Elder financial abuse can only be eradicated if a preemptive approach is adopted. Fraud examiners must understand the history and growth of elder financial abuse, the government’s attempt to enact new laws, the current mostly reactive process, and the cost to society, before brainstorming can commence to develop an effective fraud containment and prevention model. Only through a partnership between agencies, state and local authorities, private sector, law enforcement, and nonprofits can society produce a central authority that could become the shield to protect our aging population from the sad and metastasizing cancer of financial abuse.

Summer’s End

TropicalSunset2As a kid I spent my summers with my mother and sister at our family’s house in Rehoboth Beach, Delaware.  My father, a federal judge, would drive up from Washington to join us on weekends, though, given the pressure of his work, not often.  When my father died, my mother closed the Georgetown house and made Rehoboth her permanent residence, dividing her year between a long summer in Delaware and a short winter in Fort Lucie, Florida (she drove herself back and forth until the end!).  Fiercely independent in everything, she personally managed all her assets including a substantial investment portfolio right up to her sudden death (over a week-end) at the age of 88.  She never manifested any sign of psychological impairment or diminished capacity and was quite active physically until the week before her passing.

Given all this, you can imagine my sister’s and my surprise to find that our mother had been the victim of an elder fraud.  As sharp and capable as she was, she had been talked into a patently fraudulent real estate investment by an ethically challenged relative of one of her best friends.  Although the matter was settled out of court (after several years) and some of the funds were eventually returned, I’ve often reflected that if such a thing could happen to my financially knowledgeable and canny mother, how easily it could happen to any elder.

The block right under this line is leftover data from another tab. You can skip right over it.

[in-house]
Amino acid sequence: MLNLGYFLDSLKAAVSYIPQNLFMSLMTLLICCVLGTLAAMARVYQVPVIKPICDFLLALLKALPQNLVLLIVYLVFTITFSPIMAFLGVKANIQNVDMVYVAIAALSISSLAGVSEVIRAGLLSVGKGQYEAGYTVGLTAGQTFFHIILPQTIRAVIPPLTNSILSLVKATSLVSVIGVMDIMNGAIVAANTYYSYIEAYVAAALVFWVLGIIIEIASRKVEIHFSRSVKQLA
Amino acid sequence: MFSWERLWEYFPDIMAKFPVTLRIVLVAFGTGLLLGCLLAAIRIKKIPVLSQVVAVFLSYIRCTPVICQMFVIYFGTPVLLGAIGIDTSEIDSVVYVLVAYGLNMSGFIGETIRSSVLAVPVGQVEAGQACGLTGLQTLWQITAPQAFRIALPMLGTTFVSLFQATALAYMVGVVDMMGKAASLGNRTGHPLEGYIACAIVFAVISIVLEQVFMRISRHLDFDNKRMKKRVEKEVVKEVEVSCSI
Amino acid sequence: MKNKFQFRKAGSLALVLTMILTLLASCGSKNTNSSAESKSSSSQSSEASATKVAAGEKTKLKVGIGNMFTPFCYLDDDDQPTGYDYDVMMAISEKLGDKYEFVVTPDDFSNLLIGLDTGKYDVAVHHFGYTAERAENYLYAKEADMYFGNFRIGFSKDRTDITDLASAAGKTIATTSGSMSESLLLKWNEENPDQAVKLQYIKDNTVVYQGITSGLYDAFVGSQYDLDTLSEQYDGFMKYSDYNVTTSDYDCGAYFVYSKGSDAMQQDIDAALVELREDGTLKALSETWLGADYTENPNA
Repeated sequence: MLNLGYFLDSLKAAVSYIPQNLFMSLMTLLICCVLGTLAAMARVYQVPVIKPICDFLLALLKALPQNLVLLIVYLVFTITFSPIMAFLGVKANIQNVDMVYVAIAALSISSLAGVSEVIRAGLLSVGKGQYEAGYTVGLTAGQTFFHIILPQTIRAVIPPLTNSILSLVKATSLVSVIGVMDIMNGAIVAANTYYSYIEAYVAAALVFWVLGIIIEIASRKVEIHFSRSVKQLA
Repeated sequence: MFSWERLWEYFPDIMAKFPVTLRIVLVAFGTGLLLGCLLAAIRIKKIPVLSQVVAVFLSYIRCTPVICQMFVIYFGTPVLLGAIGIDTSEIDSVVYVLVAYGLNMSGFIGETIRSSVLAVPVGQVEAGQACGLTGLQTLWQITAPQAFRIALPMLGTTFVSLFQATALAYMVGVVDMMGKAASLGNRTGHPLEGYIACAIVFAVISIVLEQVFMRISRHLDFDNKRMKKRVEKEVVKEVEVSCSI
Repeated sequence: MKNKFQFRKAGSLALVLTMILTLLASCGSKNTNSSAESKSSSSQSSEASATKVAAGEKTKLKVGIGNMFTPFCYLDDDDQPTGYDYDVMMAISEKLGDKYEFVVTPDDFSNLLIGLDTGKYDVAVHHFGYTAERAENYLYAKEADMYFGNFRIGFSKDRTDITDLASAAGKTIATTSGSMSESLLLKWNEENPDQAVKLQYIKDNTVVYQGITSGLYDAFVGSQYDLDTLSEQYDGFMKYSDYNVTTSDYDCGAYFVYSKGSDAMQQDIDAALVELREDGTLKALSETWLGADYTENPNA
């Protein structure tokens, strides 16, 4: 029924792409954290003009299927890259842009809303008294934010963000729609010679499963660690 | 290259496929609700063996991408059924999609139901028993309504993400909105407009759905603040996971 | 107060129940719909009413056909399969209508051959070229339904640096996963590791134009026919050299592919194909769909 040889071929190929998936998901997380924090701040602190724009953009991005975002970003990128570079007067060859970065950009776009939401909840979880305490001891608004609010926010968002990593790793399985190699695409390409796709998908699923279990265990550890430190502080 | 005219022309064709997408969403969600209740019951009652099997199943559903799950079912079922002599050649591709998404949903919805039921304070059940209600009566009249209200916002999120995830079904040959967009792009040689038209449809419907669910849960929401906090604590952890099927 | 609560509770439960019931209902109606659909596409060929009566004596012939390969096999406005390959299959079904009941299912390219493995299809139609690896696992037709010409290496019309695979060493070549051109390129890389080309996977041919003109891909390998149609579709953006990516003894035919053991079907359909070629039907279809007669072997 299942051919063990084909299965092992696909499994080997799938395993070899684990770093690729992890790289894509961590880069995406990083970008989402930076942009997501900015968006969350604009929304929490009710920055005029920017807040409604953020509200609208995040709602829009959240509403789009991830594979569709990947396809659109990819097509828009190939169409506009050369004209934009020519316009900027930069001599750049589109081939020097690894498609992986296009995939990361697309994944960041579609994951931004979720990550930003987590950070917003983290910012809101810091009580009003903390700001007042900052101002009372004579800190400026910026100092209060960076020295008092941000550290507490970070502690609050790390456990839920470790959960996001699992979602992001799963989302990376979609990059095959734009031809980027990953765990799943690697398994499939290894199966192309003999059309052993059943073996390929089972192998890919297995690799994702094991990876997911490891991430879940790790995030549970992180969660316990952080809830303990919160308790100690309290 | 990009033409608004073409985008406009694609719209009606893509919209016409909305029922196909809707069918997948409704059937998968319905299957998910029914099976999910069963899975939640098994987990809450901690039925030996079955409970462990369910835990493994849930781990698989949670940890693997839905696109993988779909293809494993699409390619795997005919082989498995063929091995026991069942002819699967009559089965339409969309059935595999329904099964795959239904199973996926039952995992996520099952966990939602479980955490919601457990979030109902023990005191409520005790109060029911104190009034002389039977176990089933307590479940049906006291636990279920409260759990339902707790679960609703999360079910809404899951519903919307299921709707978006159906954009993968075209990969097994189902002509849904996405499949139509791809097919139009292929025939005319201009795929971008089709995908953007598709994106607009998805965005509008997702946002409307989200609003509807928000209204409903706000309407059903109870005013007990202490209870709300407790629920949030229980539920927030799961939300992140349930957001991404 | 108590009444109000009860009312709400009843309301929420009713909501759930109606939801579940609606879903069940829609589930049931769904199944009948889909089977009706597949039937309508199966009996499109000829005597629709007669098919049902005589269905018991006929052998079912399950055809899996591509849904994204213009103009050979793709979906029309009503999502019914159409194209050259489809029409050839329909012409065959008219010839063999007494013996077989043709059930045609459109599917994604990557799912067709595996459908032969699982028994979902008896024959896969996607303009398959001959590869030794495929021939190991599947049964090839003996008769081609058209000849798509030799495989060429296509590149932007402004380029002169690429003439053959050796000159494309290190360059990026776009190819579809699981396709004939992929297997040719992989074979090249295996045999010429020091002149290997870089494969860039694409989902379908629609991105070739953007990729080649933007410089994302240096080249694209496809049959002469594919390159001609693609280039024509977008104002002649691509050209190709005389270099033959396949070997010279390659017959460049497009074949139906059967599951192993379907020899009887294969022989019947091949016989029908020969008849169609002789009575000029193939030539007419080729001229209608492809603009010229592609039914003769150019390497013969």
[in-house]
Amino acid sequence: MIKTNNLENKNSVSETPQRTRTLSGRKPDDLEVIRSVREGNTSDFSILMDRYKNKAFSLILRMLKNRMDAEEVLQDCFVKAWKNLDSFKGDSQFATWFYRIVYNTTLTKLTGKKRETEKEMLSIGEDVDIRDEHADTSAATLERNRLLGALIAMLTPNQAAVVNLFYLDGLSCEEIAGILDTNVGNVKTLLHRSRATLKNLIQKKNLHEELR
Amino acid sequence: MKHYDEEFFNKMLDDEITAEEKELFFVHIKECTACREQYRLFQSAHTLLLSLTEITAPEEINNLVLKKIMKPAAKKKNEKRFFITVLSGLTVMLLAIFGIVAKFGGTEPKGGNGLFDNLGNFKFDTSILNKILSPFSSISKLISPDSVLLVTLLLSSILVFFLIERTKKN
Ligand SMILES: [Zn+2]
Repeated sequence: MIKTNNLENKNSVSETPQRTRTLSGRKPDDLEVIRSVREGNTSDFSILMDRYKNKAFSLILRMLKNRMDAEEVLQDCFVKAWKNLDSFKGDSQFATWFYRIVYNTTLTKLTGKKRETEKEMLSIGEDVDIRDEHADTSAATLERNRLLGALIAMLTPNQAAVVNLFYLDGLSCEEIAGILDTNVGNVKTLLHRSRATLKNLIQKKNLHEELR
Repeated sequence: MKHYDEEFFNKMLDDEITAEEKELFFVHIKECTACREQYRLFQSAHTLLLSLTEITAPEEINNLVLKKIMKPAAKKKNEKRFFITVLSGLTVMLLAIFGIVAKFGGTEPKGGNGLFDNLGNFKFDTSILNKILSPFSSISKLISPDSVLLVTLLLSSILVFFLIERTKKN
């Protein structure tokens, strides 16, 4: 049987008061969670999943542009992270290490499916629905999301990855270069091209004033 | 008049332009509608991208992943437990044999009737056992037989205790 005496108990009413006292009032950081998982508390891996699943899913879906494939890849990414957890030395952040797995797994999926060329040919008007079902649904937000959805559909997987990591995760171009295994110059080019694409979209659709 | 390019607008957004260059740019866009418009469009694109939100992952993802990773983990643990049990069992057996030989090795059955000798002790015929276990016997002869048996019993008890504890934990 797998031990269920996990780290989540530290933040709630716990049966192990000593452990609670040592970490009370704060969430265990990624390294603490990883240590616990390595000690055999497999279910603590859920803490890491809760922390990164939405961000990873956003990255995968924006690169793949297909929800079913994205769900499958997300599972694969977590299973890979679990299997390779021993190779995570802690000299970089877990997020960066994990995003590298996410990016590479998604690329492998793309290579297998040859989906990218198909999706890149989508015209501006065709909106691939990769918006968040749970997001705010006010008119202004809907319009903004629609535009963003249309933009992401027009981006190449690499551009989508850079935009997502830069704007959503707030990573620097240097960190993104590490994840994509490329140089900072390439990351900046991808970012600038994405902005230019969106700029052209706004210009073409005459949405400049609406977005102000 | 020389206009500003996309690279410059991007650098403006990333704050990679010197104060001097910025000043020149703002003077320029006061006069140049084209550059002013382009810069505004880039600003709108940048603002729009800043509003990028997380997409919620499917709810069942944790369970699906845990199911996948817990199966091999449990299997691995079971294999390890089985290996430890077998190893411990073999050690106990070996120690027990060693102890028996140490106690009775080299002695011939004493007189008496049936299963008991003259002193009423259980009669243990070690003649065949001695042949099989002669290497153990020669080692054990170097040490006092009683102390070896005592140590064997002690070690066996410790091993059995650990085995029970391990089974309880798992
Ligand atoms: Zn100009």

What happened to my mother was elder financial abuse. Financial abuse, or exploitation is limited to, the illegal or improper utilization of an elder’s funds, property, or assets. Undue influence or the ability of someone to misuse their power to exploit the trust of a weaker person’s decision-making is an important factor when defining this type of abuse.  The ACFE says that a senior can become a victim under four different scenarios:

(1) the senior is a “financial prisoner,” physically and perhaps psychologically dependent on a caregiver;

(2) the senior is losing the ability to handle financial affairs because of physical or cognitive impairment, a “new best friend” gradually assumes the responsibility for handling the senior’s affairs and then abuses that trust;

(3) a widow or widower does not know how to handle financial affairs that their deceased spouse used to take care of and is taken advantage of by someone offering assistance; and

(4) a senior, perhaps out of fear or paranoia, refuses help or financial advice from reliable, responsible relatives or other individuals and instead turns to strangers.

The fraudulent depletion of seniors’ resources places the burden of paying for elder care on the rest of us. This may include the imposition of higher taxes to fund the gap of the social welfare agencies. With the recently enacted Affordable Care Act, new taxes have already been enacted, i.e., the 3.8% investment tax that applies to those citizens that hold investments and generate income of $200,000 or more. Over $5 million dollars within the Affordable Care Act has been set aside to establish a federal elder justice coordination team in an effort to further protect seniors.